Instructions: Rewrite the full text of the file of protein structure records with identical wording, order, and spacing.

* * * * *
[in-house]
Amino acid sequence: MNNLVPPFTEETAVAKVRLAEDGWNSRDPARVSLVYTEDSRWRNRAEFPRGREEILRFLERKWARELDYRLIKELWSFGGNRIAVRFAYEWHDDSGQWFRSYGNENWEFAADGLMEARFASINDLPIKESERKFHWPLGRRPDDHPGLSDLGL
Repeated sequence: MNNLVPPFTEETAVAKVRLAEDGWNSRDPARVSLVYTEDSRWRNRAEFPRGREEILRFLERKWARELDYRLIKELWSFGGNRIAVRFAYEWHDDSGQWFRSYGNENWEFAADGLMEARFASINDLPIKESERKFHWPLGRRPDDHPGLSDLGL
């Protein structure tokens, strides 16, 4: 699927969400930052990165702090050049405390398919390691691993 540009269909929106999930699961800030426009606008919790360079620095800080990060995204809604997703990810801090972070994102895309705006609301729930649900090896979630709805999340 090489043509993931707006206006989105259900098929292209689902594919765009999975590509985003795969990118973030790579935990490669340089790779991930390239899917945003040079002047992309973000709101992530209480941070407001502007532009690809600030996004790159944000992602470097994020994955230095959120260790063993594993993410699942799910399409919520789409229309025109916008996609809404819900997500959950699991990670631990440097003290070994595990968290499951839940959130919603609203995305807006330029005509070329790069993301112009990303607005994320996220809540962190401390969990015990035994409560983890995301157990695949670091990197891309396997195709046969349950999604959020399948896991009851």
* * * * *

[in-house]
Amino acid sequence: MNNLVPPFTEETAVAKVRLAEDGWNSRDPARVSLVYTEDSRWRNRAEFPRGREEILRFLERKWARELDYRLIKELWSFGGNRIAVRFAYEWHDDSGQWFRSYGNENWEFAADGLMEARFASINDLPIKESERKFHWPLGRRPDDHPGLSDLGL
Repeated sequence: MNNLVPPFTEETAVAKVRLAEDGWNSRDPARVSLVYTEDSRWRNRAEFPRGREEILRFLERKWARELDYRLIKELWSFGGNRIAVRFAYEWHDDSGQWFRSYGNENWEFAADGLMEARFASINDLPIKESERKFHWPLGRRPDDHPGLSDLGL
């Protein structure tokens, strides 16, 4: 699927969400930052990165702090050049405390398919390691691993 540009269909929106999930699961800030426009606008919790360079620095800080990060995204809604997703990810801090972070994102895309705006609301729930649900090896979630709805999340 090489043509993931707006206006989105259900098929292209689902594919765009999975590509985003795969990118973030790579935990490669340089790779991930390239899917945003040079002047992309973000709101992530209480941070407001502007532009690809600030996004790159944000992602470097994020994955230095959120260790063993594993993410699942799910399409919520789409229309025109916008996609809404819900997500959950699991990670631990440097003290070994595990968290499951839940959130919603609203995305807006330029005509070329790069993301112009990303607005994320996220809540962190401390969990015990035994409560983890995301157990695949670091990197891309396997195709046969349950999604959020399948896991009851």